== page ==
Bridging the labour gap – Cobots in the Food & Beverage industry

Labour shortages

Arguably the biggest challenge faced by the food and beverage industry in 2022 is the inability to source sufficient labour. Uncertainty and unpredictable demand caused by COVID-19 have resulted in constantly fluctuating workforce availability. Following these labour shortages, F & B manufacturing has looked to automation to fulfil the simpler, more repetitive tasks at hand, allowing human workers to focus on more cognitive tasks.



Automation is nothing new to the food and beverage industry, in such labour-intensive manufacturing, robots are vital to increased productivity and efficiency. However, following recent COVID-induced labour shortages, the introduction of cobots ushers in a new era. Cobots offer a more collaborative method of automation, working alongside those operating them.



In the food & beverage industry, increased automation can lead to improved execution of product delivery, and a reduction in food wastage. In turn, this contributes to better margins – no mean feat in an industry with ever-inflating prices. Cobots can be used in many applications across the manufacturing process, including picking and packaging of fruits and vegetables and completing specialised tasks where increased hygiene is required, for example allergen free foods.



  • Cobots are a human-friendly way of automating, working collaboratively with manufacturers to ensure safety and increase efficiency.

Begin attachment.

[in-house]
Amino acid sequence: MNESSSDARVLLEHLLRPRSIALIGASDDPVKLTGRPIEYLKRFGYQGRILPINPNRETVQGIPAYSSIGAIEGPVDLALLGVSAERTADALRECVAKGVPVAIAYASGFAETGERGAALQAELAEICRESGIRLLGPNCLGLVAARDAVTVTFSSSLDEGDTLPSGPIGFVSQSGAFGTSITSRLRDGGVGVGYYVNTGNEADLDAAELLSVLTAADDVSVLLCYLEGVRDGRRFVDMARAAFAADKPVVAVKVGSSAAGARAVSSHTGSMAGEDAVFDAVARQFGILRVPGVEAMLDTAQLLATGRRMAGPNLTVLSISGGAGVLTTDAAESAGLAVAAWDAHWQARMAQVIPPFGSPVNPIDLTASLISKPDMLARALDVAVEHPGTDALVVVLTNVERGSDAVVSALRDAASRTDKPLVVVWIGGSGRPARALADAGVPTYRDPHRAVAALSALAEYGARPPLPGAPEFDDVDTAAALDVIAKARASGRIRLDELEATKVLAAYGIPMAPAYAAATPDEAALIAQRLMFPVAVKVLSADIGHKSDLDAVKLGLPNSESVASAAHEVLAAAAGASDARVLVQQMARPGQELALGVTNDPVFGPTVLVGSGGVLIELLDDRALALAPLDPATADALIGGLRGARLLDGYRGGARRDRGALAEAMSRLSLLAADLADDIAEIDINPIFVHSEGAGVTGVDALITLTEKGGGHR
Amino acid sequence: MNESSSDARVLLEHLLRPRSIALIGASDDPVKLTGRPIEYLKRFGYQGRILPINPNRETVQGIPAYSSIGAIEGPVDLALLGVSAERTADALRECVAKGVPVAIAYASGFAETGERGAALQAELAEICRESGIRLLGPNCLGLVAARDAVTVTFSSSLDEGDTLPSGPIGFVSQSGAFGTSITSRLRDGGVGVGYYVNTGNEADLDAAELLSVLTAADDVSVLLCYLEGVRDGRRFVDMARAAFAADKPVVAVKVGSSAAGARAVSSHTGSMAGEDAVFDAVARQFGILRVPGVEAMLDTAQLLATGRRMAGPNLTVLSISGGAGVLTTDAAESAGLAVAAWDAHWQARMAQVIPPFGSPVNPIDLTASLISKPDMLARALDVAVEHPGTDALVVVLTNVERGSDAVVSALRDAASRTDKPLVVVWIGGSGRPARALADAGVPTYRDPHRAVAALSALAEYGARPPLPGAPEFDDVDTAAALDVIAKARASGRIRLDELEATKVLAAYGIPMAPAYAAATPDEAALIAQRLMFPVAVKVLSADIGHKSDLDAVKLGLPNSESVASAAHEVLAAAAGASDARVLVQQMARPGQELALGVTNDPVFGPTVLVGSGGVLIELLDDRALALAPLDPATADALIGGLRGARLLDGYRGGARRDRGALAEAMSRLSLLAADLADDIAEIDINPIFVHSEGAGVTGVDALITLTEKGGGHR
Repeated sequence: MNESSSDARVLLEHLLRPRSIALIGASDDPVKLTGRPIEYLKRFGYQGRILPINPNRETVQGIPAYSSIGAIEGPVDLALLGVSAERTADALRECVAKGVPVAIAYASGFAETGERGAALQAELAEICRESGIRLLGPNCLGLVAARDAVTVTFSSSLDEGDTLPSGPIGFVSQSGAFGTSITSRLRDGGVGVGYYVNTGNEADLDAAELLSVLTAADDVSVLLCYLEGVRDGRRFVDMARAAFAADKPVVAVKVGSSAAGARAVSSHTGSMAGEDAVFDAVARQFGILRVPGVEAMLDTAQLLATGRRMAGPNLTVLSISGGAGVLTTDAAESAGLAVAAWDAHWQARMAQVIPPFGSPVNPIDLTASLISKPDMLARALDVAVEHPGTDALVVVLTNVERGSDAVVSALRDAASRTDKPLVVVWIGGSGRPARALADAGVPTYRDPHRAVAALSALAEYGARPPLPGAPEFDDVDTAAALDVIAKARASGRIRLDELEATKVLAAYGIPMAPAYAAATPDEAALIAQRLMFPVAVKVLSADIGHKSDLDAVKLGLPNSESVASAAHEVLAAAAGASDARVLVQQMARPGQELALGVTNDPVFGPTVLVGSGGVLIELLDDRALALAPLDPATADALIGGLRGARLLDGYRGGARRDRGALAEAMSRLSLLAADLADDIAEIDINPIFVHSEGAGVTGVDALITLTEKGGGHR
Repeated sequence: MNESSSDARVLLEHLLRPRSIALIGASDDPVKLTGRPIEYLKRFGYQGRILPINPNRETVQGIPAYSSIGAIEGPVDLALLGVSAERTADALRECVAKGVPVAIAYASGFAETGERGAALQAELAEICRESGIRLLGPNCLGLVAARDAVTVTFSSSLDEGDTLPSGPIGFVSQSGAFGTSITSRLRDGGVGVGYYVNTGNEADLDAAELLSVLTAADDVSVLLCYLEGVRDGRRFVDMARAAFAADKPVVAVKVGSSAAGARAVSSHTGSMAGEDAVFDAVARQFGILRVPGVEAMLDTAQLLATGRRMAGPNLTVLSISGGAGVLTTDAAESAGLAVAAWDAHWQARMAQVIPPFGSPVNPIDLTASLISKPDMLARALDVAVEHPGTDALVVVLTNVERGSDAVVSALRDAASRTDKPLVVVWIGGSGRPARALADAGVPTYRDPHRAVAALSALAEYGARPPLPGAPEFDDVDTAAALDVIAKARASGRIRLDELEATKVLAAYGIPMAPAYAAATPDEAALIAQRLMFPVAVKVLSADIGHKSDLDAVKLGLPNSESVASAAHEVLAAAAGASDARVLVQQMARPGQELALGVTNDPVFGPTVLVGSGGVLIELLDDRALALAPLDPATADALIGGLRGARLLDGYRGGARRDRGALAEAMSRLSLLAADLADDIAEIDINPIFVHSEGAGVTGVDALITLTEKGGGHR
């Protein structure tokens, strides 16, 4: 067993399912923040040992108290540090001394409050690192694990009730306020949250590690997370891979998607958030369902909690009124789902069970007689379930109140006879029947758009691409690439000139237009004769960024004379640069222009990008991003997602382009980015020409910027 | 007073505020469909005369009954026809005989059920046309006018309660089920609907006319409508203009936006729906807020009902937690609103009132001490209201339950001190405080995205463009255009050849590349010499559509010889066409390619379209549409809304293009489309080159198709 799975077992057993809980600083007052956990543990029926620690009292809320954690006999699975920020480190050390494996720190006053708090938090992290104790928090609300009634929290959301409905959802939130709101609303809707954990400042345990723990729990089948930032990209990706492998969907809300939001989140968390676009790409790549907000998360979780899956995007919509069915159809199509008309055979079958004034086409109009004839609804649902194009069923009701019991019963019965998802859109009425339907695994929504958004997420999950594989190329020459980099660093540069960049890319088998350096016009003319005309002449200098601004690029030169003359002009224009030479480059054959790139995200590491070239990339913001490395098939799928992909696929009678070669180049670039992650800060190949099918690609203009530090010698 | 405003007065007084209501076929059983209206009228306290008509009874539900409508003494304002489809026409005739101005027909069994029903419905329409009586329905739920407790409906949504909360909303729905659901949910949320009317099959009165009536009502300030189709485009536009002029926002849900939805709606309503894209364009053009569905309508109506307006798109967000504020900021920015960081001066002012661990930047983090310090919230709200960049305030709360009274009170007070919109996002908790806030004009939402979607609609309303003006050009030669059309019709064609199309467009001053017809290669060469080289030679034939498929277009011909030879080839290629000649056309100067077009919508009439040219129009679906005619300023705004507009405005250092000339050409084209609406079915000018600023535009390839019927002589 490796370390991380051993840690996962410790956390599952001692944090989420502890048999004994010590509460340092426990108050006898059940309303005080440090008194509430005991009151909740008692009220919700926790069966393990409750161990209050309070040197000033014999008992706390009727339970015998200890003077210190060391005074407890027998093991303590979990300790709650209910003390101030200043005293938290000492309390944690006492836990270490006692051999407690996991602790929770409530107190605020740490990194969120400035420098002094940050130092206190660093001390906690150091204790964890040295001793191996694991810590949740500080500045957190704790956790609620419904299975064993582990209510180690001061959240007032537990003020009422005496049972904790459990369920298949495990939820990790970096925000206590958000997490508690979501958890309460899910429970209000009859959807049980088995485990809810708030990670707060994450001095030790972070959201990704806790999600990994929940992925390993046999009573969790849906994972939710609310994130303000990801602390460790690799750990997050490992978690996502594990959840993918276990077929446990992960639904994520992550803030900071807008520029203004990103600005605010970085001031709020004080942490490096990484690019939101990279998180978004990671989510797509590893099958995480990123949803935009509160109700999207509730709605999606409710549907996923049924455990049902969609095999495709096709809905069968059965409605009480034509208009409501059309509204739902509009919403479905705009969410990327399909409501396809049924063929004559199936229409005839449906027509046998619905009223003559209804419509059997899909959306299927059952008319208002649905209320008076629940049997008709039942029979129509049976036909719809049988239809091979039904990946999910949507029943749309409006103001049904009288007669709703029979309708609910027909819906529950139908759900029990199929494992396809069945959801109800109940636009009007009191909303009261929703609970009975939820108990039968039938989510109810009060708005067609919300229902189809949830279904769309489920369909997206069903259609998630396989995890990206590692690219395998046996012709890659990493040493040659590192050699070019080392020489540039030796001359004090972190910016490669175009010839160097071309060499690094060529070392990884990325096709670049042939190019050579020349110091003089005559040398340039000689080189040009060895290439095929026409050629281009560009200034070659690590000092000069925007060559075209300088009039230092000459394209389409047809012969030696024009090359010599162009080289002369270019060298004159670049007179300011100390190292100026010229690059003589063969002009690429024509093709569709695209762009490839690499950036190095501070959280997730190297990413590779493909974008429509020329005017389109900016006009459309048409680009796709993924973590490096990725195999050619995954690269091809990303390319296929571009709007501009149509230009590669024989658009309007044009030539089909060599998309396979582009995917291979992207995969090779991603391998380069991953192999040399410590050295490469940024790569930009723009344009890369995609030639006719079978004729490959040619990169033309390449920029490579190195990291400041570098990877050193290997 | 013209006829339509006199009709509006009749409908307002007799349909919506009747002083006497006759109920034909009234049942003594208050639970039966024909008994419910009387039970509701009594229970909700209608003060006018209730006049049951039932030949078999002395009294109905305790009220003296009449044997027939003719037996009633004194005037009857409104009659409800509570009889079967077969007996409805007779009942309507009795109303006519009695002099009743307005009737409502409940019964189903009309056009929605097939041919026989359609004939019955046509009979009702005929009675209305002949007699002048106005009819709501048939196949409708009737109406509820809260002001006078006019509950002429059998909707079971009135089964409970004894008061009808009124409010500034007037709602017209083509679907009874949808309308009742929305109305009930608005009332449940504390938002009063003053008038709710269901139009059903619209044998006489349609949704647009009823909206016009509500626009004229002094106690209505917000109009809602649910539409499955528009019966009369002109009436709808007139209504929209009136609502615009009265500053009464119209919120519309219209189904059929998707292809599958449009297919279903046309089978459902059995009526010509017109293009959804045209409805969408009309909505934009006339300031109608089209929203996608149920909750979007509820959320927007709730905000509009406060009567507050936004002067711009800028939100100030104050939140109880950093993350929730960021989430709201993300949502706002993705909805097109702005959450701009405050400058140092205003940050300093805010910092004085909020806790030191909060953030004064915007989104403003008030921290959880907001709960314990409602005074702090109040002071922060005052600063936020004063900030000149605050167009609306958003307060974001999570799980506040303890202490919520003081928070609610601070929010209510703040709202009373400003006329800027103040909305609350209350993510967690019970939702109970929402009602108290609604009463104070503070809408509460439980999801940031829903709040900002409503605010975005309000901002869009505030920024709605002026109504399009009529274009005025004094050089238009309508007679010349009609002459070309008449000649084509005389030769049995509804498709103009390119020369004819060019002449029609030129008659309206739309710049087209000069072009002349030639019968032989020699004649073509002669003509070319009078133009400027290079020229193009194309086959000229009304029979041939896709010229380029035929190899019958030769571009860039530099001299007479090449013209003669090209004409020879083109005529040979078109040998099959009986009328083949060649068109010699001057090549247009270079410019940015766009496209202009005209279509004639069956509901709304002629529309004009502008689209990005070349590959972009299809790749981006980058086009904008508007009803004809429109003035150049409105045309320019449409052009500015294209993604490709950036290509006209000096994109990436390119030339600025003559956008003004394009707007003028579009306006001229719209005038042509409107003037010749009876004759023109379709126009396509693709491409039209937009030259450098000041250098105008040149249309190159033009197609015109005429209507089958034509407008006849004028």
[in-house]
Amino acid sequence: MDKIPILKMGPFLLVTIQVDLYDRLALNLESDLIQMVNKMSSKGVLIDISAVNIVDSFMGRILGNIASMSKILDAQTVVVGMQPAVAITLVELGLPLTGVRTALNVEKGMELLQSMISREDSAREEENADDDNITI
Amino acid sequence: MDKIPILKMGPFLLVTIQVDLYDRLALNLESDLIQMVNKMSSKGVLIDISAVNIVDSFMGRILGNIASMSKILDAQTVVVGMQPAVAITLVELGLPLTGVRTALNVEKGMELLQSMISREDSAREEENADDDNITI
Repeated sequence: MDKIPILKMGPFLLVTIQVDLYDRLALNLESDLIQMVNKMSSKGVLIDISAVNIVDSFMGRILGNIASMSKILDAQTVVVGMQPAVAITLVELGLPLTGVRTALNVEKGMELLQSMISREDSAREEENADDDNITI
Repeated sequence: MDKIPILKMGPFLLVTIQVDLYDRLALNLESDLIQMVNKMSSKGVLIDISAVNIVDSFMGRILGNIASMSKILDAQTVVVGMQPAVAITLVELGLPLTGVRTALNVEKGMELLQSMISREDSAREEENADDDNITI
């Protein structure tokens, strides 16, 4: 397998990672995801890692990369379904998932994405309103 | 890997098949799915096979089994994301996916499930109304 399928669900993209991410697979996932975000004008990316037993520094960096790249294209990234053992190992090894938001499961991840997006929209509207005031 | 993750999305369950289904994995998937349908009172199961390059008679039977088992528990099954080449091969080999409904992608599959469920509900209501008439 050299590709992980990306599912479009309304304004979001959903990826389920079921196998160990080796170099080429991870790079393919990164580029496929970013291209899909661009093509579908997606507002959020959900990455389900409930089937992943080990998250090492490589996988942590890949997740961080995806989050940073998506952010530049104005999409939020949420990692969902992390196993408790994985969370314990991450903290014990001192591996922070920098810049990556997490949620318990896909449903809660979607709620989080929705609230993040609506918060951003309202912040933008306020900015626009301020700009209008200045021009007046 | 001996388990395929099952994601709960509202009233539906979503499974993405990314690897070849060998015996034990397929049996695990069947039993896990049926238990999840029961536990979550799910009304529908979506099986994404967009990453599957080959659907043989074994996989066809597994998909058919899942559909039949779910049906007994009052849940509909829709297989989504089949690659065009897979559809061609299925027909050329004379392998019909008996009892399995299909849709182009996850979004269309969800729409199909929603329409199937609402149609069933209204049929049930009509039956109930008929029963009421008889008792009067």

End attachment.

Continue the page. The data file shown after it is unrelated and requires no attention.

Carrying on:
• Cobots have minimal spatial and environmental risks in comparison to the traditional manufacturing robots. By allowing cobots to undertake more dull, dangerous tasks, workers are less likely to take time off work due to injury, and more likely to enjoy their role, improving retention.
  • They are often lightweight and easy to integrate with workers, removing the need for traditional moving machines and production lines.
  • Cobots ability to learn and evolve makes them cost effective, they are easy to reprogram and generally simpler to maintain.



  • Cobots often require significant capital investment, which manufacturers may not see return on in the short term
  • Although there are significant waste-reduction benefits in the use of cobots, organisations must consider the environmental impact of cobot manufacture, and the additional impact of powering the machines
  • Increased unemployment can be an obvious disadvantage of the use of cobots. However, in an industry where labour shortages are rife, cobots would arguably reduce the burden on an overstretched workforce.


Cobots are just one example of the way which the Food and Beverage industry is changing with the times. If you’d like to learn more about automation and how it can help transform your business, please contact  Mark Boswell, Head of Food & Beverage at 4C Associates, at

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